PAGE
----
Training Deep Models with Stochastic Backpropagation
Recently I've had to train a few deep generative models with stochastic backpropagation. I've been working with variational autoencoders and Bayesian neural networks. If you've read the literature on these training procedures and models, you probably found the descriptions quite complete. When I implemented these models however, I found that quite a lot of elbow grease is required to get them to work well.
From talking to some other researchers here, it seems like people dealing with these models are thirsty for practical advice. In this post, I will provide some background on the subject, and highlight some tips and hacks that really helped me with successful implementation.
Deep Generative Models
We are considering the case where we have some complex latent variable model (later we will see how we can consider the weights as our latent variables and extend these ideas to BNNs) as shown below.
Here, \(x\) are our inputs, \(z\) are the latent variables, and \(\theta\) parameterizes the conditional distribution. Usually, we use deep neural networks to map from \(z\) to \(x\), so \(\theta\) will be the parameters of the network. This is a very powerful family of models known as deep generative models (DGMs), even for very simple distributions of \(z\). What we would like to do is perform learning (i.e., maximum likelihood or aposteriori estimation) for \(\theta\), and inference for \(z\). Unfortunately, the posterior distribution for \(z\) is intractable, so something like EM would not work for us here.
Variational Inference for DGMs
The best approach seems to be variational inference (VI). The basic idea with VI is to introduce an approximation to the true posterior, which we`ll call \(q\), and parameterize it with the variational parameters  \(\phi\). To do this, we need to first choose some parameteric family for \(q\), such as a Gaussian. Having chosen \(q\), the idea is to minimize the distance between the true posterior and our approximation. The minimization is over \(\phi\) and with respect to some divergence between distributions, such as the KLdivergence. Once we've optimized \(q\), we can use it instead of \(p\) whenever we need the posterior distribution. The variational objective can be expressed as:
\begin{equation} \mathcal{L}(\theta, \phi; x) = \mathbb{E}[\log p(xz)]  KL(q(zx)p(z)) \end{equation}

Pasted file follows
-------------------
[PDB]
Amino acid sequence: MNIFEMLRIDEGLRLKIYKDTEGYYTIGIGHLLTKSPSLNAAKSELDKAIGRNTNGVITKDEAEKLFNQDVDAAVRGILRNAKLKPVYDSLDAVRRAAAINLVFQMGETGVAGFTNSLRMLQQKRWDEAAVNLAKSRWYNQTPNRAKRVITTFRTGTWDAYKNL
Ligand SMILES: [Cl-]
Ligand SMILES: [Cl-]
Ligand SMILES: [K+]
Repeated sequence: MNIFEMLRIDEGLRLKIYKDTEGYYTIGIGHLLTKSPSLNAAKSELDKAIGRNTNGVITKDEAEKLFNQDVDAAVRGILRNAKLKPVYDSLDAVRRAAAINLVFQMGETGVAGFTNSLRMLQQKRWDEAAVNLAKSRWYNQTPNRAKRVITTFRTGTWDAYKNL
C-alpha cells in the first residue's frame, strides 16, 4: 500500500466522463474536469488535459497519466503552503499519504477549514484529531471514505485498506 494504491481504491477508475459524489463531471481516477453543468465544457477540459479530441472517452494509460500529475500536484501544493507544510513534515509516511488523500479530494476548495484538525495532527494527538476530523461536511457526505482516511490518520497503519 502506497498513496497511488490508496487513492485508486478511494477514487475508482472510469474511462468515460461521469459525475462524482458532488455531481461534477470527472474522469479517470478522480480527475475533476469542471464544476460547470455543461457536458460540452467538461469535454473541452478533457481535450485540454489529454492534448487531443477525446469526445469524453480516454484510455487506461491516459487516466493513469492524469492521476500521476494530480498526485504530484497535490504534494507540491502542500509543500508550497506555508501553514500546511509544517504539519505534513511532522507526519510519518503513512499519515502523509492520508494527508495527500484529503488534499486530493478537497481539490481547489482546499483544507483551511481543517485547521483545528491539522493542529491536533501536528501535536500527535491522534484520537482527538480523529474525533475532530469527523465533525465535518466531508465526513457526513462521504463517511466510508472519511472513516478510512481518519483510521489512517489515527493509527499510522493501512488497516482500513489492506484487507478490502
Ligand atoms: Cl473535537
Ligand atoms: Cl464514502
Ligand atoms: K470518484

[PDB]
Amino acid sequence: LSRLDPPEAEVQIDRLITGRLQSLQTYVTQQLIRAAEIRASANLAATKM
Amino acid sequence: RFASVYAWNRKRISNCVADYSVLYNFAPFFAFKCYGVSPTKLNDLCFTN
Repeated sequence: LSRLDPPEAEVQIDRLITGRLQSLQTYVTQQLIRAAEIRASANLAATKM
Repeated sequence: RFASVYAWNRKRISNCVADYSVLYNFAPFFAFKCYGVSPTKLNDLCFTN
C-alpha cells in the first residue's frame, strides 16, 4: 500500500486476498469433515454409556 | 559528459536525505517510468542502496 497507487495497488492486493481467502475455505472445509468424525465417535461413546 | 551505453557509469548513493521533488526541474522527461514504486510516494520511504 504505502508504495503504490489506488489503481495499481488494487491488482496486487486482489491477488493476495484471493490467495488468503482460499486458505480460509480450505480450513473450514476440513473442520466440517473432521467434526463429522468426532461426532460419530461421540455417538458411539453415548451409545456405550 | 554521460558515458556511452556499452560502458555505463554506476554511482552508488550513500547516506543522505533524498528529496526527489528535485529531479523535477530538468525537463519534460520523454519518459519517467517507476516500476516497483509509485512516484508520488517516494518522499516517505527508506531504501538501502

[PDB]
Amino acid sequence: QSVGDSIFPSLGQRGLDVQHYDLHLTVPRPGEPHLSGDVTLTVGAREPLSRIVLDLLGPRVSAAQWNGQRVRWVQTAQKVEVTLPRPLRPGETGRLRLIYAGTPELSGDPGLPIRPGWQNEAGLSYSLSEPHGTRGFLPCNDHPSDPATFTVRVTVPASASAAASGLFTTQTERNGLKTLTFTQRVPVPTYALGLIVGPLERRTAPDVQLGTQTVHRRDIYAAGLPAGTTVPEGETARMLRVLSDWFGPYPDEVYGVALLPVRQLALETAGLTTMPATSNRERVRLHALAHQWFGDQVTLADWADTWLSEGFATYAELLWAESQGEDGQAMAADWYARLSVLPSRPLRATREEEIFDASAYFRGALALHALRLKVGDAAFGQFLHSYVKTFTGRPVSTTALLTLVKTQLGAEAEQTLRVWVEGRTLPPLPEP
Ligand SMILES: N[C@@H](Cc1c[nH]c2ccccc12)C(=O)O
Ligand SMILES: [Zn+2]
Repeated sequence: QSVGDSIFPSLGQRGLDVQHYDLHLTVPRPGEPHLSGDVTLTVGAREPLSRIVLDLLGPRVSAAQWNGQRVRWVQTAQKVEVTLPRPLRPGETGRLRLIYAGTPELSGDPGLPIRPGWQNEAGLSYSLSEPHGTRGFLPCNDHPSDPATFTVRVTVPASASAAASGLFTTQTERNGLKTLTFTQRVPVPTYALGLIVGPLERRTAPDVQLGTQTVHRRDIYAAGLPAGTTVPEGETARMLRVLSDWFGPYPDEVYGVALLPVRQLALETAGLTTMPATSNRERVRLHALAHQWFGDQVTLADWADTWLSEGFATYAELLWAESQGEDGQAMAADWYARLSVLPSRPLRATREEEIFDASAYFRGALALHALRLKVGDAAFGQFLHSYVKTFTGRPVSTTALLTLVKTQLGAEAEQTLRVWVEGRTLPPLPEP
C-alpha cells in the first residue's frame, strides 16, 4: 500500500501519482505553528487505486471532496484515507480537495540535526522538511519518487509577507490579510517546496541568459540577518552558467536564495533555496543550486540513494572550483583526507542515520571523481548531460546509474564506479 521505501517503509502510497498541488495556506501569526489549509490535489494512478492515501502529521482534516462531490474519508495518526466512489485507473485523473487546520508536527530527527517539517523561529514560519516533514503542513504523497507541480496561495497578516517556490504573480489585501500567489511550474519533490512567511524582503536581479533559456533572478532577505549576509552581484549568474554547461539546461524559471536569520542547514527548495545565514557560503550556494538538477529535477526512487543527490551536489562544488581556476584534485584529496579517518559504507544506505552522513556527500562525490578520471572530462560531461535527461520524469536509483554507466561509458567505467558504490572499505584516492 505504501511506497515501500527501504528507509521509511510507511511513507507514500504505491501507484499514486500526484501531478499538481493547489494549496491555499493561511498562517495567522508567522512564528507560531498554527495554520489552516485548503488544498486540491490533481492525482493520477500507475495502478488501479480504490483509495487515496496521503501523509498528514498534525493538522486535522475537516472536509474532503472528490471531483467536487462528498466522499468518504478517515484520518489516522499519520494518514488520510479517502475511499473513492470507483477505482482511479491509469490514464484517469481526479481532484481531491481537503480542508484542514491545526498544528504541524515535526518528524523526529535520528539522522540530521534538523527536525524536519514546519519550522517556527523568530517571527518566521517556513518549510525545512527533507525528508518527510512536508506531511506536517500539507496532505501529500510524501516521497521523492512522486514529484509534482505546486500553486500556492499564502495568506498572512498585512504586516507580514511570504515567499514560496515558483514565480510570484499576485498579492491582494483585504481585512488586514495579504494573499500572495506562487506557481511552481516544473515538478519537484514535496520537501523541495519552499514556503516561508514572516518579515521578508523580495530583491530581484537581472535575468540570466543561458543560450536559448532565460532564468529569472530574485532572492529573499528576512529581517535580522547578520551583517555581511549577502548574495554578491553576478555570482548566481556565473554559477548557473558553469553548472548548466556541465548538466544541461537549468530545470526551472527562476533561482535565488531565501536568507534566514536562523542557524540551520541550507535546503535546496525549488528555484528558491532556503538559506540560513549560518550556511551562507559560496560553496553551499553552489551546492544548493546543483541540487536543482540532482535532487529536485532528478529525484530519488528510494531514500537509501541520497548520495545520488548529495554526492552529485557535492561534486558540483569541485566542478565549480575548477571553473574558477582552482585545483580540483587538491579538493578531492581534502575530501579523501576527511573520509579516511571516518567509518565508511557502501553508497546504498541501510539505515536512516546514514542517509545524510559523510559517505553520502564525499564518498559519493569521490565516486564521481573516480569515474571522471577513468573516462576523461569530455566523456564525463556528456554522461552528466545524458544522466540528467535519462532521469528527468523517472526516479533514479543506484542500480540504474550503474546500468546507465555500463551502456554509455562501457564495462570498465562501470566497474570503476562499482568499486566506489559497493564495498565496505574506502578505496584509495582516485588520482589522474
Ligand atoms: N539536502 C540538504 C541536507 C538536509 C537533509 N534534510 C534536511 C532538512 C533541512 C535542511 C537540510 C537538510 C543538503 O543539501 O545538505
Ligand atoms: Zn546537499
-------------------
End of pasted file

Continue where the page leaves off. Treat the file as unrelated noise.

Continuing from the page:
which has a nice interpretation: the first term can be seen as reconstruction error  we are trying to maximize the likelihood of the data under the latent variable. The second term can be interpreted as a regularizer  it encourages the approximation to be as simple as possible by penalizing it for being different from the prior on \(z\), which is typically chosen to be something simple like a standard normal distribution.
What's fantastic about VI is that it allows us to convert inference from an integration problem (which we pretty much suck at) to an optimization one (which we are awesome at). On the flipside, there are a few drawbacks: one problem is that we are usually limited to very simple posterior approximations, and the quality of our trained model is directly related to the quality of \(q\). Another problem is that posterior inference includes a separate set of variational parameters \(\phi\) for every datapoint, and therefore needs to be recomputed for every new example we receive.
Inference Networks and Reparameterization
To get around these problems, some guys had the brilliant idea of introducing an inference network. The idea is to use a neural network to learn \(q\). Ideally, we would train both networks \(\theta, \phi\) jointly. The main advantage of this is that it ammortizes posterior inference, so that while the number of latent variables grows linearly with the number of data points, posterior inference now has fixed computational and statistical complexity. This seems great, but of course, there are still some problems.